Tag Archive for: cancer survivor

An ethnically diverse group of people sit together around a table, moving puzzle pieces. The photo is taken from above, and only the hands of the participants are visible.

Retinoblastoma Research: Types, Challenges, Opportunities

Retinoblastoma research is vital to understand how this cancer behaves; treatment benefits, side effects, and risks; and impacts throughout life.  Findings help guide medical and supportive care for the child patient, survivor, and family.  Rb Survivor, Abby White explores different types of medical research; their goals, benefits, and limitations; and opportunities to overcome the current challenges.

Two men and a woman sit at a table with computers, smartphones and papers. One man is talking into a handheld mic while the others listen.

You Can Help Change Retinoblastoma Care: Volunteer with WE C Hope

Events that unite our retinoblastoma community are vital for mutual support and collaboration to advance care for children, adult survivors, and families.  They all happen thanks to dedicated volunteers.  In the second of this 2-part post, we explore the many ways volunteers support our work, benefits to both the individual volunteer and community, and how you can help.

Lisa, Marissa, and Kristen smile at the camera. They all wear matching One Retinoblastoma World T-shirts.

Volunteers Change Retinoblastoma Care: Family Days and One Rb World

Retinoblastoma is a rare childhood cancer with unique family and lifelong impacts. Events that bring our community together are vital for mutual support and collaboration to advance care. They happen thanks to dedicated volunteers. In part 1 of this 2-part post, we focus on Family Days and the One Rb World conference, planned and hosted entirely by volunteers.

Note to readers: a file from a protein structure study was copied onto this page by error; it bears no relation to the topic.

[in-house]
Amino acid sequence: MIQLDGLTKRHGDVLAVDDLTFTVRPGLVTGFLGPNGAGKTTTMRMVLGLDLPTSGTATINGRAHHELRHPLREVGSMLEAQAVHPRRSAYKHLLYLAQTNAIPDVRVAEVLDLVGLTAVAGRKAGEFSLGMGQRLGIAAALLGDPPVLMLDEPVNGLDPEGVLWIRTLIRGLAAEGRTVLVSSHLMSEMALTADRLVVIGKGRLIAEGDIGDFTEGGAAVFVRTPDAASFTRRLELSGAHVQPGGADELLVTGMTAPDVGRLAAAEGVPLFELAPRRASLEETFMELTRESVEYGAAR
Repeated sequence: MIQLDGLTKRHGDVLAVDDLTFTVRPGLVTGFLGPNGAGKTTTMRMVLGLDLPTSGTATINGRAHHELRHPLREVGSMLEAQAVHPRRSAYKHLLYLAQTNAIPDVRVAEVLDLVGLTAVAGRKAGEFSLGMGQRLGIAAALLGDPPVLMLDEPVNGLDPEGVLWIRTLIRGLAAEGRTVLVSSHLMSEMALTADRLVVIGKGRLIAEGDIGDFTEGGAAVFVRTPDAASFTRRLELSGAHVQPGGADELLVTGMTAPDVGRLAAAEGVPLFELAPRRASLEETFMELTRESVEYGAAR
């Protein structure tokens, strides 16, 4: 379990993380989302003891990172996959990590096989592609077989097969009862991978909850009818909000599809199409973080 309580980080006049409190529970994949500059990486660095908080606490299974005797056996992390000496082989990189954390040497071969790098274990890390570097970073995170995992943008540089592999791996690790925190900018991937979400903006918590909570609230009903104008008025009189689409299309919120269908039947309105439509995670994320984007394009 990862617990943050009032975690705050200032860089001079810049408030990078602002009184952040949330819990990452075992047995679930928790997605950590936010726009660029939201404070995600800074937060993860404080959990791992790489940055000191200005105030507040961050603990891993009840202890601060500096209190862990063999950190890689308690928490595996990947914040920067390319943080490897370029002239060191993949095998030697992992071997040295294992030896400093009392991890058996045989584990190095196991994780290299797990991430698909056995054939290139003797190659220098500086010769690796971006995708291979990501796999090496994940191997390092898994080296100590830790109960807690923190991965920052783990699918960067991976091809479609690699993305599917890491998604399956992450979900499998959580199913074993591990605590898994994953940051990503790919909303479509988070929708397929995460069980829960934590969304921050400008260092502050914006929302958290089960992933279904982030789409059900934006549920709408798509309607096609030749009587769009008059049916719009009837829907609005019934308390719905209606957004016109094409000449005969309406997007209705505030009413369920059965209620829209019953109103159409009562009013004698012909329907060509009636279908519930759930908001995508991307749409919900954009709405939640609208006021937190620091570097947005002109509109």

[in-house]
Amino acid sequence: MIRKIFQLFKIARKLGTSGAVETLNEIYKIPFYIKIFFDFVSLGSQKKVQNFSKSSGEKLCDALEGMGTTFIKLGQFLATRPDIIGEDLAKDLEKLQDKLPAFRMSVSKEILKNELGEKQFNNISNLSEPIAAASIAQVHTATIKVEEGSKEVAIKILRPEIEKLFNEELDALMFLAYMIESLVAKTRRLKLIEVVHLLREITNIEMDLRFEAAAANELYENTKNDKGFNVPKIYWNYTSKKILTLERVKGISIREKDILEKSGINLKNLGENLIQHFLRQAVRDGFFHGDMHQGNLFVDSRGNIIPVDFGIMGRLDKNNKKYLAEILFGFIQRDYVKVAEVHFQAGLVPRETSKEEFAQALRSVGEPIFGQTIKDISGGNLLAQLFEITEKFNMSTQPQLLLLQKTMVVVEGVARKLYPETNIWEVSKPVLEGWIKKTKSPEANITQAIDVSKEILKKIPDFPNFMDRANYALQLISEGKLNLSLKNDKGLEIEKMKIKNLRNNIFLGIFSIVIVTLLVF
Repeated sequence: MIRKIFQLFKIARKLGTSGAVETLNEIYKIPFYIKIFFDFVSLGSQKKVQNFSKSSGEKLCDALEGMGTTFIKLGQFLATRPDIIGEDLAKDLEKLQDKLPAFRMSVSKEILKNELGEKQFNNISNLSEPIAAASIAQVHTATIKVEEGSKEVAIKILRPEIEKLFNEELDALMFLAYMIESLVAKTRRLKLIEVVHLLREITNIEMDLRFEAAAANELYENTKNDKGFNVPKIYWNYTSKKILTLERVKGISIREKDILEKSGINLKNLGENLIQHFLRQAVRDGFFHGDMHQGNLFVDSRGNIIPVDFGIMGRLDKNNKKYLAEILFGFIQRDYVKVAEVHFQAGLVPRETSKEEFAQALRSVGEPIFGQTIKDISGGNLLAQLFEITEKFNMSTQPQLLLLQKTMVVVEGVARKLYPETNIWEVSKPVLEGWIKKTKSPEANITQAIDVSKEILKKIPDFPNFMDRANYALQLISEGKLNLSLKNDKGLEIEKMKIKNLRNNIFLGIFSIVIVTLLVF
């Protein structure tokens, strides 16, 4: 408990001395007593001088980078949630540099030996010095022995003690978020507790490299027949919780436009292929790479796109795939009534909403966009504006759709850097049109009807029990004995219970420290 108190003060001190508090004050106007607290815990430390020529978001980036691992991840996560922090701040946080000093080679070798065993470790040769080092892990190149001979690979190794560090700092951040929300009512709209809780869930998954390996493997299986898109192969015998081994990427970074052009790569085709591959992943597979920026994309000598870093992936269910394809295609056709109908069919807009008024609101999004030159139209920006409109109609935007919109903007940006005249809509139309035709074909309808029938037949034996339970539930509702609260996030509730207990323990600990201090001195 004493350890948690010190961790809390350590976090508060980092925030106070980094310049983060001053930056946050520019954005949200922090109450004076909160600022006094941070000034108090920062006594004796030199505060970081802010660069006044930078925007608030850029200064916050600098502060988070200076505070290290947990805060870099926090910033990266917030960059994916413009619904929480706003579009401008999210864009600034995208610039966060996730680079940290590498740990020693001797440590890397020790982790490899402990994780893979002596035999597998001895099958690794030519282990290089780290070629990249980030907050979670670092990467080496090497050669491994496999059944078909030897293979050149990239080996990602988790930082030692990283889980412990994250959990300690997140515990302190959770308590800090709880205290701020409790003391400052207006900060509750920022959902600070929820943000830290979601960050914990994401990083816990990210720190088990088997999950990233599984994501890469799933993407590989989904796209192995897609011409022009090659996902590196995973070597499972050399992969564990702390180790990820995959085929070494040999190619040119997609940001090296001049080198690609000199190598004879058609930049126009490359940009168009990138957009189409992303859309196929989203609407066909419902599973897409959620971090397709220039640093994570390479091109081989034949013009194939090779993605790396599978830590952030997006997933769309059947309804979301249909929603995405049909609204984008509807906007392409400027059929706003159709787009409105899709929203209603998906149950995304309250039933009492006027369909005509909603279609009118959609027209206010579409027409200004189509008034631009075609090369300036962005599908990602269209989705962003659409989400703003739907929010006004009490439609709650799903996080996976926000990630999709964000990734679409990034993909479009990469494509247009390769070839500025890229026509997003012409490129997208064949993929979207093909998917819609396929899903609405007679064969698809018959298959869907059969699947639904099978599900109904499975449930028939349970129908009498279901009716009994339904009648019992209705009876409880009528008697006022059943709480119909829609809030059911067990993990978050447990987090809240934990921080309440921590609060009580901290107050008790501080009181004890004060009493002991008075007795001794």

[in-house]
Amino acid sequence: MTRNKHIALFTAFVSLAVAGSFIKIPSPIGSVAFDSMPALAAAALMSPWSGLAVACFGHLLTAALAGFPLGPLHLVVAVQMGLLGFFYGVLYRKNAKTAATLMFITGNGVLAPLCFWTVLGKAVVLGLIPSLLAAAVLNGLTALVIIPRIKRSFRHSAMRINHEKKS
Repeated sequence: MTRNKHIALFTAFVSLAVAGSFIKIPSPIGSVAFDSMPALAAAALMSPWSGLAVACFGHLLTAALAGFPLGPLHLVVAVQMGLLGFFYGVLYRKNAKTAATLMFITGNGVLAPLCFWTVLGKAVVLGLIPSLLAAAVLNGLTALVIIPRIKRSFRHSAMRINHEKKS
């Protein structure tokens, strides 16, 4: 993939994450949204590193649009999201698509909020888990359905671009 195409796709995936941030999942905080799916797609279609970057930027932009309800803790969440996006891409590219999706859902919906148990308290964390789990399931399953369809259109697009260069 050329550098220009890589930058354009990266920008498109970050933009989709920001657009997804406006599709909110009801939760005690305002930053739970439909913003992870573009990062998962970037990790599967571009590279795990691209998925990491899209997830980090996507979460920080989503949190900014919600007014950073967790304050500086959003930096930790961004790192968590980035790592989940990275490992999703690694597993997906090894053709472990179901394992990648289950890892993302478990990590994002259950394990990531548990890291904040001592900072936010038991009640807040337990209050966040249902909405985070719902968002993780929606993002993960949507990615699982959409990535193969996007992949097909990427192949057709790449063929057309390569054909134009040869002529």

Two young girls stand together on a large tree stump in a wooded park.

Laughter, Life Lessons and Love Take Root at the Texas Rb Family Weekend

In-person contact with other families and survivors affected by childhood eye cancer is life-changing. On 2-4 December, the Lone Star State shone bright as World Eye Cancer Hope USA welcomed survivors, patients and families from across the state. Marissa D. Gonzalez, bilateral Rb survivor, and President and founding board member of WE C Hope USA, shares highlights from the festive weekend.

Close up image of a single red bauble hanging from the branch of fir tree. The bauble captures various light and shadows, including one point of bright white. The overall impression is similar to the white reflex captured within a red eye reflex in the early stages of retinoblastoma.

10 Ways to Celebrate the Holidays in Hospital

Being in hospital during the Holidays means children and parents cannot join the usual festivities. But you can bring festive spirit and familiar traditions into your hospital space to delight and sustain you all. While cancer has no regard for Christmas, Rb Survivor, Abby White shares 10 ways to support your emotional wellbeing, and your child’s, and welcome festive cheer during a yuletide inpatient admission.

A family gathers around a picnic table for this photo. Some are sitting, some standing, all smiling. Several people are wearing childhood cancer awareness gold ribbons and t-shirts. One girl’s t-shirt reads “I am a fighter; childhood cancer awareness”. The stick part of the letter H in “fighter” is replaced by a gold ribbon. ¬¬¬¬¬¬Across the table, a young child’s t-shirt bears another gold ribbon, and the words “for my sister”. A woman stands behind wearing a t-shirt with a big gold ribbon printed over a repeated series of words in various fonts – the words include “fighter, warrior, brave, believe, courage, hope, love”.